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Monthly Archives: May 2016

Love & Friendship

Kate Beckinsale plays Lady Susan Vernon, recently widowed and who has a daughter Frederica. After Lady Susan’s husband passes, she goes to stay with her in-laws; ultimately her daughter, who is in school joins her there. The story is about how Lady Susan tries to find husbands for herself and her daughter. The movie is a really fun and funny period piece that takes place in a world full of wealth and beautiful people. It is well acted; Kate Beckinsale is fantastic, as is Tom Bennet, who plays a very silly Sir James Martin. Thumbs up for a movie that …

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The Man Who Loved Infinity

Dev Patel plays Ramanujan, a brilliant mathematician from India who was completely untrained in mathematics but made many contributions to pure mathematics. The film is about mostly about Ramanujan’s collaboration with mathematician G.H. Hardy (played by Jeremy Irons) at Cambridge University over a period of 5 years. The story of Ramanujan is really quite interesting. Hardy and Ramanujan were totally different personalities – Hardy was atheist and committed to rigor of proof; Ramanujan was devoutly religious and claimed to have come up with his theorems using intuition. It is fascinating that Ramanujan essentially taught himself mathematics. Unfortunately, the movie overall …

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99 Homes

Dennis (Andrew Garfield), his mom (Laura Dern) and his son have fallen behind in their mortgage payments, Rick (Michael Shannon), a real estate developer who profits on foreclosures, evicts Dennis from the home he grew up in. Living in a motel and desperate to find a job, Dennis goes to work for Rick. He starts out by cleaning a backed-up toilet that has flooded a foreclosed home. Soon, Dennis quickly gets involved in other aspects of Rick’s business. This is a really great film. It is rather different from many of Ramin Bahrani’s other films – Chop Shop, Man Push …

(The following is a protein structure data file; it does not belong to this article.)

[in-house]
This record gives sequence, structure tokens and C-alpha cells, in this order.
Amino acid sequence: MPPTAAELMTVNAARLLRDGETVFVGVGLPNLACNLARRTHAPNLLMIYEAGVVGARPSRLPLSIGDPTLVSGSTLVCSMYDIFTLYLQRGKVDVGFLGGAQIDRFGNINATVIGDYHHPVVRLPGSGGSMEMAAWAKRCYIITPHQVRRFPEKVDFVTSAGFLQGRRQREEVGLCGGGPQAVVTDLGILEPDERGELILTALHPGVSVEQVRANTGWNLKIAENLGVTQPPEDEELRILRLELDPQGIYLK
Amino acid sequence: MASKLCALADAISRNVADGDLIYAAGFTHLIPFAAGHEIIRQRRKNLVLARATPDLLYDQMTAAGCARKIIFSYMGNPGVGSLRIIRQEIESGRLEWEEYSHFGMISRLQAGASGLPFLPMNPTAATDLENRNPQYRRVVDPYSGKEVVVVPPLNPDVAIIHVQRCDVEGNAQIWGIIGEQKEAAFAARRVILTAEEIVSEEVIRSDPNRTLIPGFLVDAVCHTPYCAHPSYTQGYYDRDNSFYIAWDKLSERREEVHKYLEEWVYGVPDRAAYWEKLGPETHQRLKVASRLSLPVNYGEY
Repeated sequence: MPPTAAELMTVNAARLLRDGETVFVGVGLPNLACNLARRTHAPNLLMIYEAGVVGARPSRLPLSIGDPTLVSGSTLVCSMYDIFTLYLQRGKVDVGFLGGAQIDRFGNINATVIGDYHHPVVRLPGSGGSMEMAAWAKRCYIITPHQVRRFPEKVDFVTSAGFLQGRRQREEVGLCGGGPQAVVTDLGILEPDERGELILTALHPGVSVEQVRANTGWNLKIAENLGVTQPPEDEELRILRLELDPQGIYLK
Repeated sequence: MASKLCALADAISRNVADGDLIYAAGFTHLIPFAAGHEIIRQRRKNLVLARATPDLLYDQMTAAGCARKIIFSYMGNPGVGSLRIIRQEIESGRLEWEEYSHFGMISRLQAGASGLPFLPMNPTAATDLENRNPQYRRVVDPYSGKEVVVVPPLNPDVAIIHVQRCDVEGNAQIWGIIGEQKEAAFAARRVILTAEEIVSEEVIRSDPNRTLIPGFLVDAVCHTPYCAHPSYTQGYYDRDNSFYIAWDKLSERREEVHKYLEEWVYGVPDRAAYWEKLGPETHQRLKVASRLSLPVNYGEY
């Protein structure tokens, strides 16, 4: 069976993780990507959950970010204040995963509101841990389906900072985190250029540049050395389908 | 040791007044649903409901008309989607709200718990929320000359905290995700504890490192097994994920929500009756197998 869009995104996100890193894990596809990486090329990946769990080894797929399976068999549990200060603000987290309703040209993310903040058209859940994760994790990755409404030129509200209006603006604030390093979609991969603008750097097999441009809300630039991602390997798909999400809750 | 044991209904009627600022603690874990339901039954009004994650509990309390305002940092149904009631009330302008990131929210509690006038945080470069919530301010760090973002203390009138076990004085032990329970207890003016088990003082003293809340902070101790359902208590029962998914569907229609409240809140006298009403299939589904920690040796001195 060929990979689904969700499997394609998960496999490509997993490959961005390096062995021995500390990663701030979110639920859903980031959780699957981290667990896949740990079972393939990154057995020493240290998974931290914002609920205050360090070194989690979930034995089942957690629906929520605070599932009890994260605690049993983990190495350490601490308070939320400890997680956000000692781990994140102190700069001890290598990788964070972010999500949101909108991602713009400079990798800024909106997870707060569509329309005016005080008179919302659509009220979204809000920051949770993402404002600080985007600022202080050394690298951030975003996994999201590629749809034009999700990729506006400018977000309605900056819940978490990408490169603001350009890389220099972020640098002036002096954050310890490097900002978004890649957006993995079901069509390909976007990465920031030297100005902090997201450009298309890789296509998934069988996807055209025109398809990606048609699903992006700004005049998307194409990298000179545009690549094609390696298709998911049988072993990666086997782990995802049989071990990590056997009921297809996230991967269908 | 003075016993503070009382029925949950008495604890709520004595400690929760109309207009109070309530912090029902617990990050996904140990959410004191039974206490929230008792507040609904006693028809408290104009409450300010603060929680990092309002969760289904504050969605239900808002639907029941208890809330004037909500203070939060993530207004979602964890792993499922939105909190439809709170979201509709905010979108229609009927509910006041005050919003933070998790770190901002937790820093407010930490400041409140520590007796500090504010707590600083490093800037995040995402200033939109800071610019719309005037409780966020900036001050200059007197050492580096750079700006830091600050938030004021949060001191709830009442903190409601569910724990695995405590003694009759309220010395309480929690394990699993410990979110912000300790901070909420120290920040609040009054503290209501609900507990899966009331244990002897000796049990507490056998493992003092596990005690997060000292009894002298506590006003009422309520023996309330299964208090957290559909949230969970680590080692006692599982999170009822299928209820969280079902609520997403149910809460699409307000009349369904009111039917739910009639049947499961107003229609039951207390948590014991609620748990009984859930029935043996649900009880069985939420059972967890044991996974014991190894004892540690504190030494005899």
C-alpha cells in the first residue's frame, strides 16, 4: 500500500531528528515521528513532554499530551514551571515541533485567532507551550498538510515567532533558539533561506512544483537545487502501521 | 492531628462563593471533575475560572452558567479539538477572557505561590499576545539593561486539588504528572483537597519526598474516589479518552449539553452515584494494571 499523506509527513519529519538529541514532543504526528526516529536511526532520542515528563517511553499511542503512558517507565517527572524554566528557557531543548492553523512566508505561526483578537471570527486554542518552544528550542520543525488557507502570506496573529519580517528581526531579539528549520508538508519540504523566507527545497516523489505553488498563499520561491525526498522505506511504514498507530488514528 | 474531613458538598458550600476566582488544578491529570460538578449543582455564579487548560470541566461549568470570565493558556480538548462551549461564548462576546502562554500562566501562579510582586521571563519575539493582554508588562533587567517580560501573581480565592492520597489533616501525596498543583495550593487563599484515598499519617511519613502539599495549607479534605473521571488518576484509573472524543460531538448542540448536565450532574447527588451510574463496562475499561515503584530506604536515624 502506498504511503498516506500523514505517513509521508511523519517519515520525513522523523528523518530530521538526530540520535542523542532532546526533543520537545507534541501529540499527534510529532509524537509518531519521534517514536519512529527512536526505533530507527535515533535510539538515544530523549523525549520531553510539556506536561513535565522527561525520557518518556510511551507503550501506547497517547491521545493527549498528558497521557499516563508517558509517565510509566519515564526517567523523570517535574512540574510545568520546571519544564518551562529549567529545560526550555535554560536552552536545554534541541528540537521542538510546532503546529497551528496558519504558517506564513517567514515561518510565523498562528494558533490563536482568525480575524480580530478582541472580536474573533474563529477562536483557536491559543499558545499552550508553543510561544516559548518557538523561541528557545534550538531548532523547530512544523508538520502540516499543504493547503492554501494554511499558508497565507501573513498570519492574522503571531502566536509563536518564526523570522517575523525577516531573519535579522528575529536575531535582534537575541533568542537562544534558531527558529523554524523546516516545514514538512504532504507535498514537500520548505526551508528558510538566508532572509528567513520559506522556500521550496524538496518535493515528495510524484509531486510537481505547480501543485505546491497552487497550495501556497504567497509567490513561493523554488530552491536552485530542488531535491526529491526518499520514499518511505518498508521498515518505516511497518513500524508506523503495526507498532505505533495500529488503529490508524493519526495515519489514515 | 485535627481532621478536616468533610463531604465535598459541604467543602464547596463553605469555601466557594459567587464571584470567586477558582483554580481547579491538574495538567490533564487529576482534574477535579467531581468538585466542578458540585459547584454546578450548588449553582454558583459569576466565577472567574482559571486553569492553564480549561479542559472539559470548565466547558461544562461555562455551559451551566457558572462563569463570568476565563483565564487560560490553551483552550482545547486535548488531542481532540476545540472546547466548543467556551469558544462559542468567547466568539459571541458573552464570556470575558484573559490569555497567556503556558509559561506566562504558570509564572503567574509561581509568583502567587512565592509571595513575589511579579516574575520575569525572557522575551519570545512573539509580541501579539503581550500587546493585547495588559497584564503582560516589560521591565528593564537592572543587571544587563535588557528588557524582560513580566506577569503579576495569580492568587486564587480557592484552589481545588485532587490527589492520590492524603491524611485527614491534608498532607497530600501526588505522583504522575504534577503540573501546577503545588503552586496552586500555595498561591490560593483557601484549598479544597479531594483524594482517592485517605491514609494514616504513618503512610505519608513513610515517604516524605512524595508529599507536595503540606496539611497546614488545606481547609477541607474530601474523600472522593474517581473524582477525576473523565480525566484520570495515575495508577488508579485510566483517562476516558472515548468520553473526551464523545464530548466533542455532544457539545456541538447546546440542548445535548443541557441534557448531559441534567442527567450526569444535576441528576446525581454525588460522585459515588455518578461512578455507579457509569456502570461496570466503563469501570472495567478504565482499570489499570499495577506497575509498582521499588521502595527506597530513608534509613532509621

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The Nice Guys

In what is a combination of a “buddy-cop” movie and film noir (like Chinatown), Russell Crowe and Ryan Gosling play two detectives, Jackson and Holland, who team up to solve a murder after their paths cross while looking for the same woman. Holland is a kind of a “hit man” who gets slipped some bucks from people to threaten their adversaries (brass knuckles figure a lot into his daily work). Jackson is an alcoholic private eye with daughter who is 13. The movie works for a couple of key reasons. The dialog is taut and really, really funny – there …

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Money Monster

George Clooney plays Lee Gates, who stars in his own financial advice show, “Money Monster”, and Julia Roberts is Patty, his director. During one episode of the show, Kyle, played by Jack O’Connell, sneaks into the back stage and onto the set, where he takes Lee hostage and forces him to don an explosive vest. On a previous episode, Lee told the public that they should buy stock in a company that ultimately lost 800M dollars, and Kyle lost his life savings. The movie is the story about the standoff as well as the uncovering of what happened to the …